Winnicott on the Mind and its Relation to the Psyche-Soma

The featured article is ‘Mind and its Relation to the Psyche-Soma’ by Donald Winnicott. In the introduction, Winnicott quotes from Jones who discusses the mind-body divide and states that ‘I do not think that the mind really exists as an entity’. Winnicott writes that there is no place within the body scheme to accommodate the mind but that the patient’s tendency to localise the mind needs to be accounted for. Winnicott then goes on to say that if the body scheme has passed ‘satisfactorily’ through early development that ‘mind is no more than a special case of the functioning of the psyche-soma’. He also writes

‘We are quite used to seeing the two words mental and physical opposed and would not quarrel with their being opposed in daily conversation. It is quite another matter, however, if the concepts are opposed in scientific discussion’

Winnicott does not define the various terms including psyche, soma and mind. While they may appear straightforward enough and psyche being central to psychoanalysis, the absence of definitions increases the possibility of misinterpretation. I will assume that by psyche, Winnicott is referring to the consciousness and unconsciousness (he does define it initially as ‘the imaginative elaboration of somatic parts, feelings and functions, that is, of physical aliveness’ but this is a reference to the beginning of development and presumably differs from what the psyche later becomes) and by soma he is referring to the body. The best hint of a definition of mind is in the opening quote from Jones – ‘the irreducible mental elements’ (the interested reader is referred to McLaren’s work   ‘humanizing madness’ for a more detailed discussion of mind which also looks at the irreducibility of mind and which is reviewed here).

The essence of Winnicott’s argument is that the mental activity is a ‘special case of the functioning of the psyche-soma’. On closer inspection, this is a rather curious statement as the body and psyche when combined seem to describe the entire person and thus every attribute of a person can be described similarly as a ‘special case of the functioning of the psyche-soma’. Winnicott further adds that ‘There is no localisation of a mind self, and there is no thing that can be called mind’. Again, this is a curious statement given that the article is concerned with the mind and is even referenced in the title.

Winnicott returns to form with his discussion of the development of the psyche-soma. He argues, the mother creates the perfect environment that is needed to facilitate the infant’s development. As the infant progresses, a point is reached in which their internal mental processes can compensate for the perfect environment. There are then variations on this sequence of events which have an impact on the psyche-soma.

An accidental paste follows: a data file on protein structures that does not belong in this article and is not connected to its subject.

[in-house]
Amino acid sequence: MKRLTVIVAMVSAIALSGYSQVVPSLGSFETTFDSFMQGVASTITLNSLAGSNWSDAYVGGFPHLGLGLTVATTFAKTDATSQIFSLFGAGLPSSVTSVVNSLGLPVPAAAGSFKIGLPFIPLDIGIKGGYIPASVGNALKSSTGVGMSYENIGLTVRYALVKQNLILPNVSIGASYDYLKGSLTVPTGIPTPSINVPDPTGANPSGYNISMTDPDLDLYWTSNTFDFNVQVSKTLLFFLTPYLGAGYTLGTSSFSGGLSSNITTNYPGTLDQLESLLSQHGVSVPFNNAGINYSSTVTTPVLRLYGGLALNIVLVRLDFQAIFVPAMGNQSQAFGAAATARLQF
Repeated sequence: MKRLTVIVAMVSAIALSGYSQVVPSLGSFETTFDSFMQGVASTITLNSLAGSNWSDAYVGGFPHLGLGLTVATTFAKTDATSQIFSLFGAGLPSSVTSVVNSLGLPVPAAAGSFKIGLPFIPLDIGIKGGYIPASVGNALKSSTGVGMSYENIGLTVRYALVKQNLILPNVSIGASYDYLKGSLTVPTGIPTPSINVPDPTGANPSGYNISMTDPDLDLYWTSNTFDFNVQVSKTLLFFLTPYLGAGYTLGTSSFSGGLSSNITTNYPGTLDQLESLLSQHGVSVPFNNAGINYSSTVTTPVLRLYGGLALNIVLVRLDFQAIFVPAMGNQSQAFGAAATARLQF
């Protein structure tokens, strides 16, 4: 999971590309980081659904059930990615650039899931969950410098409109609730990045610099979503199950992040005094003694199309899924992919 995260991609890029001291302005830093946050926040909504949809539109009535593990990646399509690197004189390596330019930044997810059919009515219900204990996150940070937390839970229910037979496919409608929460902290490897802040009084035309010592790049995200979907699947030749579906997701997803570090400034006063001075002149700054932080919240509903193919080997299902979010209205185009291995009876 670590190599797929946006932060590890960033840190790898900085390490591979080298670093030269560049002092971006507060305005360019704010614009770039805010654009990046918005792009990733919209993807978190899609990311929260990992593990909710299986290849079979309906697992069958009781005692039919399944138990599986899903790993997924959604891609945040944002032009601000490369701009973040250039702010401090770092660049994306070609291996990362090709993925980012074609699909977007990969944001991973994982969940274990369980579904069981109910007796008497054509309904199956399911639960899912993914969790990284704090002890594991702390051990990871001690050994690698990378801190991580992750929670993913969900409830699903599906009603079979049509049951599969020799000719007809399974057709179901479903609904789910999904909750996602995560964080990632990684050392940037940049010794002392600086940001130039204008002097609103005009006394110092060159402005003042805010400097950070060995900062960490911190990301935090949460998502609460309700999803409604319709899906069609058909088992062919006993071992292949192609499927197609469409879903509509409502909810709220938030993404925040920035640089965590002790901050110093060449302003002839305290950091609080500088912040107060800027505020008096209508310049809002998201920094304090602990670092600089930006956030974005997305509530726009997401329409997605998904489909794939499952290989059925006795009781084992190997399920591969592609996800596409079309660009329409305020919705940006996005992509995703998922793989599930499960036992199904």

Winnicott then goes on to give a case history in which a 47-year-old female patient is regressed to the moment of birth

‘The birth process had to be relived, and eventually I recognised how this patient’s unconscious need to relive the birth process underlay what had previously been an hysterical falling off the couch’

On reading this, I was reminded of Winnicott’s own words

I know that patients at times do produce the sort of things they feel I like getting’

(in Reparation in Respect of Mother’s Organized Defence’ reviewed here)

Winnicott also goes onto contest the localisation of the mind in the brain and suggests that psychosurgery does not take into consideration the important role of the body.

Winnicott’s paper on Mind and Its Relation to the Psyche-Soma covers a broad range of subjects and does not present a coherent approach. The very topic of the paper – the mind – is questioned and dismissed in the conclusions and along the way Winnicott contests any relationship between mind and brain as well as supporting his central arguments with a case of regression to birth. However Winnicott does produce a plausible model of infant development in which the mother produces the necessary environment. Such a model does require an evidence base and is therefore a starting point.


Donald Winnicott. Mind and its Relation to the Psyche-Soma. 1949. In D.W.Winnicott. Through Paediatrics to Psycho-Analysis. With an Introduction by M.Masud R.Khan. The International Psycho-analytical Library. The Hogarth Press and The Institute of Psycho-Analysis. pp243-254.


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The comments made here represent the opinions of the author and do not represent the profession or any body/organisation. The comments made here are not meant as a source of medical advice and those seeking medical advice are advised to consult with their own doctor. The author is not responsible for the contents of any external sites that are linked to in this blog.


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